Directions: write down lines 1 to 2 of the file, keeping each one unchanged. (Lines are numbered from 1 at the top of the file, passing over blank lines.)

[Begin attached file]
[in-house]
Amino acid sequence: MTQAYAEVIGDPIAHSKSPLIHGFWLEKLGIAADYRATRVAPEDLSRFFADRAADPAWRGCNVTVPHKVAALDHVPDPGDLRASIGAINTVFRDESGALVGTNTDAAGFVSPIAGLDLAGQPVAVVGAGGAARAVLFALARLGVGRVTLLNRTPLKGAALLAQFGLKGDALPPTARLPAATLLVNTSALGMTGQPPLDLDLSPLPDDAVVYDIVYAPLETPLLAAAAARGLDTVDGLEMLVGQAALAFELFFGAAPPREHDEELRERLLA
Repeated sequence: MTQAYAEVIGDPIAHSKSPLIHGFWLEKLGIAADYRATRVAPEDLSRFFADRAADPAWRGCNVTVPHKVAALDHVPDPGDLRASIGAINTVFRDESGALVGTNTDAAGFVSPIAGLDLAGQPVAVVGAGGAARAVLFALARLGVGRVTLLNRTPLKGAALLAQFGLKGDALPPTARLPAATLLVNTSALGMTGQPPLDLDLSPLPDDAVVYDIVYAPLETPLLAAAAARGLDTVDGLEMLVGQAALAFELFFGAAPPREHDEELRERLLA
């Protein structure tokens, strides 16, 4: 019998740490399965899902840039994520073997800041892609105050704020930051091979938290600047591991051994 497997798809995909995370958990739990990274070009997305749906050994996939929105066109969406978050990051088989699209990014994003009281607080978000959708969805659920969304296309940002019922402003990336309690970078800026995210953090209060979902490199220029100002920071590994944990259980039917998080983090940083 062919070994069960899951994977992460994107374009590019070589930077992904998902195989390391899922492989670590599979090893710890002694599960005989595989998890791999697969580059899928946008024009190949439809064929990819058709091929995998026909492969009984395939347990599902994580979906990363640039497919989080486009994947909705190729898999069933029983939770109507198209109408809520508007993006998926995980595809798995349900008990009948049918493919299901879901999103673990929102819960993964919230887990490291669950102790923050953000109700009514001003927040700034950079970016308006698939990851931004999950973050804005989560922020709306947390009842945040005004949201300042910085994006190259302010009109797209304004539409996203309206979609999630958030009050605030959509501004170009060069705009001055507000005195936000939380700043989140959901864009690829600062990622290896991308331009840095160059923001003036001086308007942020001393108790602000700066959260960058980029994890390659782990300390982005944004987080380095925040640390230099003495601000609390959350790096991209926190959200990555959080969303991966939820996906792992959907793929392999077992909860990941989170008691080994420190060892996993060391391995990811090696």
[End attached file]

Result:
[in-house]
Amino acid sequence: MTQAYAEVIGDPIAHSKSPLIHGFWLEKLGIAADYRATRVAPEDLSRFFADRAADPAWRGCNVTVPHKVAALDHVPDPGDLRASIGAINTVFRDESGALVGTNTDAAGFVSPIAGLDLAGQPVAVVGAGGAARAVLFALARLGVGRVTLLNRTPLKGAALLAQFGLKGDALPPTARLPAATLLVNTSALGMTGQPPLDLDLSPLPDDAVVYDIVYAPLETPLLAAAAARGLDTVDGLEMLVGQAALAFELFFGAAPPREHDEELRERLLA